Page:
The Master plan: When Mel and Jane Master sold almost all of their interest in Bruno's to Tom Mirabito (see review above), they got Bruno's chef Frank Bonanno out of the deal and moved him over to Mel's Bar and Grill, at 235 Fillmore Street, where he joined Tyler Wiard, formerly of the now-defunct Napa Cafe. To that heavy-hitting duo, the Masters have now added chef Ben Davis, who came straight from the fabulous Cypress Club in San Francisco. With Davis as executive chef, Wiard as chef de cuisine and Bonanno as sous chef, Mel's has one heck of a lineup on the line.
And to back up the trio, the Masters recently put tens of thousands of dollars into renovating Mel's pathetic kitchen. "We felt like it was time to put our energies into Mel's and stop spreading ourselves so thin," Mel says. The couple also released the majority of their claim on Starfish--which is now owned by its chef, Goose Sorenson, and general manager John Richard--but that doesn't mean they're going to sit around drinking Mai Tais. This past month, the Masters released three blends under their new wine label, Tortoise Creek.
Beer nuts: And we thought we had lost him. Fortunately, Eric Warner, former brewmaster and founding partner of the estimable Tabernash Brewing Company, is back from a short stint at a Michigan brewery; he's been hired by the Broadway Brewing Company as VP of operations. Mountain Sun Pub & Brewery, at 1535 Pearl Street in Boulder, marks its fourth anniversary November 18 with a party featuring music by the Flood Plain Gang and $1 pints of Anniversary Ale, an India pale ale brewed just for the occasion. Mountain Sun has another reason to celebrate, too: a new head brewer, Mike Altman, who joined the brewpub in late September after six years of brewing in Oregon.
And congrats to the Great Divide Brewing Co., which won a gold medal at last month's Great American Beer Festival. The medal was for the company's seasonal, and delicious, Hibernation Ale, which it just released again last week. Great Divide also won a bronze medal for its Denver Pale Ale. I would tell you who else won, but it seems that the GABF doesn't want to be bothered mailing the information to press people who weren't able to attend--even though Denver was the host city.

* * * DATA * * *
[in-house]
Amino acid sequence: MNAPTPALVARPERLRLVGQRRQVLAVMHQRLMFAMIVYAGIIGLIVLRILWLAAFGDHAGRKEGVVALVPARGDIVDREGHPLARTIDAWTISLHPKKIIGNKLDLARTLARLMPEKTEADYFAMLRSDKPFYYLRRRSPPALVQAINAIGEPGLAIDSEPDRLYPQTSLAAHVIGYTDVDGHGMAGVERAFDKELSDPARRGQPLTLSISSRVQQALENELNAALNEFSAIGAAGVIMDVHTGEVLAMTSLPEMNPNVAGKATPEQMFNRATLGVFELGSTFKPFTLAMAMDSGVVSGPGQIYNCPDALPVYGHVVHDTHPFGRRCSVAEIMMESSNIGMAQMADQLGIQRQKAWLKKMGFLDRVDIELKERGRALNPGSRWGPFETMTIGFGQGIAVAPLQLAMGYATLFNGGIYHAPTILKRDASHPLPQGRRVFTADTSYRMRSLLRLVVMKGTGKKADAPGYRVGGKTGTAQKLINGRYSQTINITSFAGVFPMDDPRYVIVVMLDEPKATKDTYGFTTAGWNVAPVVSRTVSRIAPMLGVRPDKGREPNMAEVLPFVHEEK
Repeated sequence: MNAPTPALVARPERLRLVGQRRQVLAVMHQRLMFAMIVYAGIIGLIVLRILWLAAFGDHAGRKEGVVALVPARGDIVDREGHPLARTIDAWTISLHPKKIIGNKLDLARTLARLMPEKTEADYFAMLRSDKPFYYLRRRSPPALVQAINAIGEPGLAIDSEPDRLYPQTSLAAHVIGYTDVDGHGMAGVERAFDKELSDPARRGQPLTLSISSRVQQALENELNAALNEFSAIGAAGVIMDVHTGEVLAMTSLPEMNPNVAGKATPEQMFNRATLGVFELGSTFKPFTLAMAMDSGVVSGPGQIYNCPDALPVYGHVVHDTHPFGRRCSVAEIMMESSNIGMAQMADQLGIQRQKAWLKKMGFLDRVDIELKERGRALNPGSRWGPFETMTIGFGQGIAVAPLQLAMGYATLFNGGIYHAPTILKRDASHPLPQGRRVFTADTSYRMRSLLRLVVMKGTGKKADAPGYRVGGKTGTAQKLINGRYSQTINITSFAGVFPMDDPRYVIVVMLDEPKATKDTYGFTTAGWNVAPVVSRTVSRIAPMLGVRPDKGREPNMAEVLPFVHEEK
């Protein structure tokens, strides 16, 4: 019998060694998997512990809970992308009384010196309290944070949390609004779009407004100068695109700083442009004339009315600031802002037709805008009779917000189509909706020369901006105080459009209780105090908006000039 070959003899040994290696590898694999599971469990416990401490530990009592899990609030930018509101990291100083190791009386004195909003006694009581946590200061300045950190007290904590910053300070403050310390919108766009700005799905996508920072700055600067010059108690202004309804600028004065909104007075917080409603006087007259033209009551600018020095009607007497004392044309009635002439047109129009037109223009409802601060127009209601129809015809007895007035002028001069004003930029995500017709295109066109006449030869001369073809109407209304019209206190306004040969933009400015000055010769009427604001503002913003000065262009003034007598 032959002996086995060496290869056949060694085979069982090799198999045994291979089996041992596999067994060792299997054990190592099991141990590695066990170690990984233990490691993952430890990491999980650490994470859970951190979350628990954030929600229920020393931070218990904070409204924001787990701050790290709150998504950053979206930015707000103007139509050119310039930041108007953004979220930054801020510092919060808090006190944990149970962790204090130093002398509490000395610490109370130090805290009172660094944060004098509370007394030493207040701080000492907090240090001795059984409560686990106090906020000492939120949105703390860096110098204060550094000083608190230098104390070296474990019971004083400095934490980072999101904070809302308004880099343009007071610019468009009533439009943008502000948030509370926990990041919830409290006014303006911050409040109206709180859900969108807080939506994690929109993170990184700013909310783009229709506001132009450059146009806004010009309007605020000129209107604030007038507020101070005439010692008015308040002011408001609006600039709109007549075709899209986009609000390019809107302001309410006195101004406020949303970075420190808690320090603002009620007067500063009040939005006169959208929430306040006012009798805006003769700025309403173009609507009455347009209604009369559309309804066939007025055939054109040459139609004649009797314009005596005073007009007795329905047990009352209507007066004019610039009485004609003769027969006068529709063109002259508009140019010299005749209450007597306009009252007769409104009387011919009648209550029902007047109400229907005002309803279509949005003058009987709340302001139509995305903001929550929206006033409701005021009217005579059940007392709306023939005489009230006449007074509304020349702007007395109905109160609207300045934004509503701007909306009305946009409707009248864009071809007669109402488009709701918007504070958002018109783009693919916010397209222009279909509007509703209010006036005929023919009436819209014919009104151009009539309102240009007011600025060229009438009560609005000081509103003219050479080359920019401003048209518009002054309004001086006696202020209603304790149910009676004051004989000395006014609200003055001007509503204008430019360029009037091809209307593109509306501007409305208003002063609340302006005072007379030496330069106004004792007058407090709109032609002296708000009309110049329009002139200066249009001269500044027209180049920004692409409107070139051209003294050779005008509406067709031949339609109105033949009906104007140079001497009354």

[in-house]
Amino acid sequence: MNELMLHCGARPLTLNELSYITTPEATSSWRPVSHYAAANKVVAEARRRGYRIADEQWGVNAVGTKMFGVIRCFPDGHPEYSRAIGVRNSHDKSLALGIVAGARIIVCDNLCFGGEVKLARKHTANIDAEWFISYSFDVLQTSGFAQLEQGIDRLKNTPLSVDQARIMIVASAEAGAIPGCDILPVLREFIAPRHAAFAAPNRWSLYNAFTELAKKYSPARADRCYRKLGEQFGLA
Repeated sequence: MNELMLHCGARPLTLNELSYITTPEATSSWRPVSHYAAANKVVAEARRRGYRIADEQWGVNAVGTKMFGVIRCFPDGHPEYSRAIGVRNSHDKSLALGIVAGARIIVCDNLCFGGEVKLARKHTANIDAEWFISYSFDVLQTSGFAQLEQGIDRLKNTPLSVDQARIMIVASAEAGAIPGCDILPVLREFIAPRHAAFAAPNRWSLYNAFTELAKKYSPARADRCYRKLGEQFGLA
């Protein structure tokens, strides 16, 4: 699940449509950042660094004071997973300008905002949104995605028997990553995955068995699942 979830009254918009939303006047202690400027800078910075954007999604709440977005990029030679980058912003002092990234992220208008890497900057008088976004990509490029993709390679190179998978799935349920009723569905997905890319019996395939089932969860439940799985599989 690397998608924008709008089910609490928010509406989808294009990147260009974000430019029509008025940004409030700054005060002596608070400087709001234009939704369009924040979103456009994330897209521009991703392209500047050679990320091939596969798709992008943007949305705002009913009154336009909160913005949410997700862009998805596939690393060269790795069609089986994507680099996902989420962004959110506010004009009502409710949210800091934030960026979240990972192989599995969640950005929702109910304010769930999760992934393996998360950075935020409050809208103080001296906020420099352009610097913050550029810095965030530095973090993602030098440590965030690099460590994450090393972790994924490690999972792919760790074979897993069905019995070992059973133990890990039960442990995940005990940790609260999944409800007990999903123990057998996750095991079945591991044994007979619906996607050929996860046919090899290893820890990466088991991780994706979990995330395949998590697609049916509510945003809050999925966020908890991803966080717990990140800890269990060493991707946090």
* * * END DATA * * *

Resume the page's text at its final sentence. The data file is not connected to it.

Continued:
I do know that the Rockies Brewing Company won a gold medal at last year's GABF; the company's just brewed another batch of its award-winning winter elixir.
Food and drink nuts: Fifteen Degrees, the restaurant formerly known as Diva, at 1965 15th Street in Boulder, makes its name change--and other changes--official this week. Although the eatery's already serving up great food (see my October 16 review, "The Name Game"), on November 13 it will also serve up a five-course, prix fixe dinner complete with piano accompaniment. The fee is $75, but it's for a good cause: The proceeds go to three local charities. And it's also a good chance to check out Fifteen Degrees' changing cuisine. "Diva was known as an Italian place," explains chef Juan Martinez, "but our current menu moves us beyond that niche. We still have a slight Italian flair, but the new menu is clearly not just Italian."
There's nothing Italian about Dick's Last Resort, at 1909 Blake Street. For the month of November, Dick's is offering yet another way to make a pig of yourself--with "All You Can Eat Crab Nights" on Wednesdays, Thursdays and Fridays. The price is just $11.95--and all that crabby attitude from the servers is thrown in for free.
A few blocks away, two more restaurants joined the crowded LoDo scene. Cucina!Cucina! Italian Cafe debuted Wednesday in the Ice House, at 1801 Wynkoop; its next-door neighbor, Rodizio Grill, got its doors open a week earlier for a big, private bash Friday night. My review skewering Rodizio ("Bye Bye, Brazil," October 24, 1996) continues to draw angry mail from people who love the "Brazilian steakhouse" concept (appetizers, salad bar and costumed servers delivering chunks of meat on a stick, all for $15.95 at dinner and Sundays; $9.95 at lunch); I'll be keeping a close eye on this third outpost, conveniently located across the street from the Westword office. LoDo could use another salad bar (appetizers and all the salad you can eat, but no meat, runs $10.95 at night, $6.95 at lunch), and the atmosphere here is certainly an improvement over the original, at 7900 West Quincy Avenue in Littleton, which reminded me of a college-dorm cafeteria. The large, open space on the Ice House's first floor has been stripped down to its original brick and beams, then filled with dark, shiny tables and sleek, surprisingly comfortable wooden chairs. By the way, Vesta Dipping Grill reports that the chairs I criticized in my recent review ("Have a Nice Trip," October 30) will soon be replaced.
Two more places I've mentioned in this column also made their official debuts last week: JV's The Cork, which occupies the space at 410 East Seventh Avenue formerly filled (but not for long) by Pinots, and Kevin Taylor's latest, Palettes, in the Denver Art Museum. And now sleeping with the fishes is Fuji-En Japanese Restaurant, one of Denver's first sources of sushi; its old home at 930 Lincoln is slated to be taken over by something called Dazzle.
Without reservations: It's never too early to reserve a spot at this year's Taste of Vail, scheduled for early April in, of course, Vail. Expect the usual orgy of consumption, with seminars and the infamous mountaintop picnic and grand tasting, both of which give new meaning to the word "gluttony"--but in a very good way. A full-event pass goes for $295, but the tasting events and the seminars can be sampled individually. Call 1-888-311-5665 for information, or e-mail the festival at firstname.lastname@example.org
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